Wednesday 7 December 2016

Intrigued by the Warchowskis

John Boland

Published 14/06/2015 | 02:30

Anna Friel in American Odyssey
Anna Friel in American Odyssey

Sense8 (Netflix) is the brainchild of the Warchowskis, who also dreamt up The

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Matrix, which I gather is considered by some film buffs as the most profoundly mind-altering movie they've ever seen.

For myself, I thought it a load of pretentious cobblers, which was also my view of their more recent cinematic extravaganza, Cloud Atlas, none of whose various storylines persuaded me for one instant.

And now the two brothers, who since a transgender procedure have become sister and brother, have conjured up a television series which has at least eight different storylines and eight main protagonists.

These eight people - who live in such diverse cities as Mumbai, San Francisco,

Berlin, London and Nairobi - are all telepathically linked, seemingly through the mysterious and deranged-looking Daryl Hannah, who blew her brains out near the outset of the first episode. Or did she?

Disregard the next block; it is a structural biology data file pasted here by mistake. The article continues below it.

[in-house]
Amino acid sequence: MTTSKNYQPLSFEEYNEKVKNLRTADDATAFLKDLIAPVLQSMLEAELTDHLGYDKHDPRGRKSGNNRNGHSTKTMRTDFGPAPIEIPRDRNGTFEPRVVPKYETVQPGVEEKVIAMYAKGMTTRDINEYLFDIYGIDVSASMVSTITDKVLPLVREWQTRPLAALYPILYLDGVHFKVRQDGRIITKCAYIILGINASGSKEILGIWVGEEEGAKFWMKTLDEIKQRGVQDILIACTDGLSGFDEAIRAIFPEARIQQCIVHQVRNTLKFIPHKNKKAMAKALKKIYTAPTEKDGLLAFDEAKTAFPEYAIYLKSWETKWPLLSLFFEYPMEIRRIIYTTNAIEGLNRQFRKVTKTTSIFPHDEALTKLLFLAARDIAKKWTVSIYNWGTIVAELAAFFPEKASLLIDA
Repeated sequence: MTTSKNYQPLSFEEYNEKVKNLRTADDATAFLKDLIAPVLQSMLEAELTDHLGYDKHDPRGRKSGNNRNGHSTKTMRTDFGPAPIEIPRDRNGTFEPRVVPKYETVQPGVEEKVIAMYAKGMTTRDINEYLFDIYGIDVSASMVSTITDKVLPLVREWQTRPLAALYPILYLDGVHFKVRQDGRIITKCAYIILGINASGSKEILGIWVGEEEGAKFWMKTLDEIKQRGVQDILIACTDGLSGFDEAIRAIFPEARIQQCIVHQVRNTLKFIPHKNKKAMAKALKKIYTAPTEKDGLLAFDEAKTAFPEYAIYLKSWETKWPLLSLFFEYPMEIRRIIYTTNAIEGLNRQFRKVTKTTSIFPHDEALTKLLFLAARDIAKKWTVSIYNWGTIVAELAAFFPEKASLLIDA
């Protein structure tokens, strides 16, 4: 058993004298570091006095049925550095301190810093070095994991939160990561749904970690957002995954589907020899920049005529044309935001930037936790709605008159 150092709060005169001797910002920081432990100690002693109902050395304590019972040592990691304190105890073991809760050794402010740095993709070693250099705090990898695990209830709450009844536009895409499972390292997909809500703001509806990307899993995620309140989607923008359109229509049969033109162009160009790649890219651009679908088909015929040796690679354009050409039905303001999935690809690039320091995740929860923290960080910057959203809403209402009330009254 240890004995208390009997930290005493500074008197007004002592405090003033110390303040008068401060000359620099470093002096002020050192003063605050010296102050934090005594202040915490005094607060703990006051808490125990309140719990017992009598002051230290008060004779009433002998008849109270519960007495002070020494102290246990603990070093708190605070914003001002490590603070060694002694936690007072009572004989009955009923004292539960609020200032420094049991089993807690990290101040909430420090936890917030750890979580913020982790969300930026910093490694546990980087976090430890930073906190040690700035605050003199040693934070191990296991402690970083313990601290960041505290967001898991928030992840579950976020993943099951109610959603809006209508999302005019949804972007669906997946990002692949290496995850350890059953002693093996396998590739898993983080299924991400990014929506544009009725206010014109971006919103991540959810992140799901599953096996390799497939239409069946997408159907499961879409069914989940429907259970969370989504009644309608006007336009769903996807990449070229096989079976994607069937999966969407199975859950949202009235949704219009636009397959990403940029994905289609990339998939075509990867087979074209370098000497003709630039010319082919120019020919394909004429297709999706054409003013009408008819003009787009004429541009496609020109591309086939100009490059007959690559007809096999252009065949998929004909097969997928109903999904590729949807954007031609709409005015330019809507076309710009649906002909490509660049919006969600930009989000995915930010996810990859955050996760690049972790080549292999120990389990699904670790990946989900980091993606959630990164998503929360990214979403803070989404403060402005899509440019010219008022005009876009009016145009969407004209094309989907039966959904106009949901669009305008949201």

Don't ask and don't expect the goings-on to become clear in this opening episode,

though, in the customary Netflix fashion, you can binge on the whole lot in one night if you so desire.

I didn't and although I recalled the basic set-up as being very like that of Heroes and other we're-all-connected drama series, Sense8 (Sensate, geddit?) is brilliantly filmed in its various locations and some of the characters come across as quite intriguing as they battle forces of evil.

Certainly it's more arresting than RTÉ2's latest US import, American Odyssey, which concerns a woman special ops fighter fighting for her survival in Mali after the rest of her platoon is wiped out by sinister forces who might be Islamic extremists or might be mercenaries with a shadowy US corporation.

An idealistic lawyer working for the corporation gets suspicious, as does a crusading anti-government activist. Meanwhile, the soldier tries to avoid getting herself killed.

This could be intriguing and even exciting but instead it comes across as a poor man's Homeland, and while Anna Friel (right) is convincingly American, she's a somewhat stock character - though not as stock as her villainous non-white captors, who are straight out of Johnny Foreigner central casting.

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